How e-books and audiobooks have expanded the Arabic literature offer
The growth of the e-book market in the Arab region is led by Saudi Arabia, the United Arab Emirates and Egypt, said Ali Abdel Moneim Ahmed, digital publishing consultant at Liberty Education UK, Egypt and the United Arab Emirates, in a roundtable organized within the framework of the Sharjah Publishers Conference, on the sidelines of the 2022 edition of the Sharjah International Book Fair, held annually in November.
More and more publishers are offering online platforms with digital versions of their books, Ahmed said. Publishers also work with audio platforms, such as Storytel and Audible.
E-book sales of classic books in the markets of the three aforementioned Arab countries “will increase by 14% in 2021,” Ahmed said. “Not counting online publications, which increased by 50%.”
Despite the increase in e-book sales, there is still room for greater growth. Digital book sales make up about 10% of total book sales, according to publishers.
“It’s a beautiful place…and it’s growing every year. But we have not yet reached the percentage of Europe and the United States where the sale of e-books represents almost 30% of total book sales,” Chebaro explained to Arabic News.
Global sales of e-books are huge, despite differences in numbers according to sources and websites.
According to WordsRated, a non-commercial research organization based in the US, global revenue from ebook sales in 2021 reached $16.1 billion and is expected to surpass the $18.7 billion mark in 2026.
Statista, another US-based market and consumer data provider, forecasts the e-book segment to reach $13.6 billion by 2022, with an expected annual growth rate of 3.38%, for reaching more than 16 billion dollars by 2027.
The number of e-book readers is expected to reach over 1.1 billion by 2027, with the majority of revenues expected to come from the United States. The country is the largest book market in the world, with revenues estimated in the billions of dollars.
Nearly one million books are published each year in the United States, to which four million self-published books are added each year.
In comparison, revenues from the Arab book market are between 100 and 150 million dollars. Only one million books have been published in the Arab region in the past five decades, according to data shared by Chebaro with Arabic News.
Publishing figures in the Arab world are related to many socio-economic factors, chief among which is individual income.
“Today, the rate of pirated books in the Gulf region is lower than other countries such as Egypt, Lebanon, Syria, Jordan and Iraq. Pirated books are a big problem and are linked to a person’s income,” Chebaro pointed out that Arabic News.
“We still have a long way to go… but overall, sales of paper books are increasing, as are sales of e-books. None of them replaces the other. Everyone has a market and everyone has their customers and readers,” he added.
Saudi Arabia tops the list of buyers and readers of digital and print books in the Arab world. It is followed by Kuwait, the United Arab Emirates, Qatar, Bahrain and Algeria, according to Chebaro.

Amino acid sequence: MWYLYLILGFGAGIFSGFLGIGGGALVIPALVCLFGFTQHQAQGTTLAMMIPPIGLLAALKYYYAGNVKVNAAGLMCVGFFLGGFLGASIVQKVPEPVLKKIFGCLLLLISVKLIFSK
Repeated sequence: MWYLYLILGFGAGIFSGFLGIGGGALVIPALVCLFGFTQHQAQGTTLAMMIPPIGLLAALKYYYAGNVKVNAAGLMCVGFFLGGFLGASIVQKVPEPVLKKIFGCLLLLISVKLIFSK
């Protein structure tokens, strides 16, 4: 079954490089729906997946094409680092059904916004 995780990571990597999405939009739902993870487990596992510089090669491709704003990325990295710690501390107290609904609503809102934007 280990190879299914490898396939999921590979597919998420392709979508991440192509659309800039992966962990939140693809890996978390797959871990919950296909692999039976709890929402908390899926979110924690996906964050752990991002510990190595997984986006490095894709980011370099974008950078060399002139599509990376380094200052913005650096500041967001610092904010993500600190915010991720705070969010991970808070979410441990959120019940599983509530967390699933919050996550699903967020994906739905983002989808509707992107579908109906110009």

Fiction, self-esteem and mental health, and biographies top the list of topics of interest to Arab readers, said Doha al-Refai, publishing manager at digital bookstore Rufoof. Arabic News from Amman, Jordan.
The store, which offers 25,000 Arabic titles for a monthly subscription, acts as a kind of online library: it does not sell digital or printed copies of books, but instead provides allow readers to read books on its website.
“We don’t distribute or sell books for readers. We distribute for publishers,” said Al-Refai Arabic News.
“Rufoof solved a problem for a wide spectrum of readers, where people don’t have to buy books, either in print or digital, but can read as much as they want throughout the month.”, he continued.
Rufoof’s main customers include Saudis, Emiratis and Egyptians. While Egyptians are among the most voracious readers, subscriber numbers in Gulf countries are also high, Al-Refai said, adding that the website plans to expand to audiobooks.
Audiobooks are a promising area with great potential, according to many publishers. Chebaro and Al-Refai said the Arab region produced nearly 8,000 audiobooks in 2021, with Al-Refai adding that Rufoof has produced 5,000 so far.
According to Egyptian author Amer Hussein, the digital format has improved access to literature for those who cannot afford the rising price of paper books.
“Arabs living in different places, such as Australia, Europe and other distant cities in the Arab region, find it difficult to get Arabic books,” he said. Arabic NewsHussein who lives in Dubai.
“Distributing books through digital formats offers people, wherever they are in the world, the opportunity to read books as they are published in the Arab region,” he said.
He said he personally prefers audiobooks because he can listen to them when stuck in traffic or on an airplane.
Many readers and writers will probably agree with Purva Grover, an Indian writer based in Dubai, who has three e-books under her belt, and who says Arabic News via email: “The more books (in any format) there are in the world, e-book or print, the brighter the future will be.”
“Reading is more about sharing now. I read a good paragraph and I want to take a screenshot of the snapshot and send it to my friends, put it on my social media accounts or tag my friends. It helps e-books allow us to do all this, and therefore encourage and spread reading in this age of technological convenience,” he argued.
This text is a translation of an article published on Arabnews.com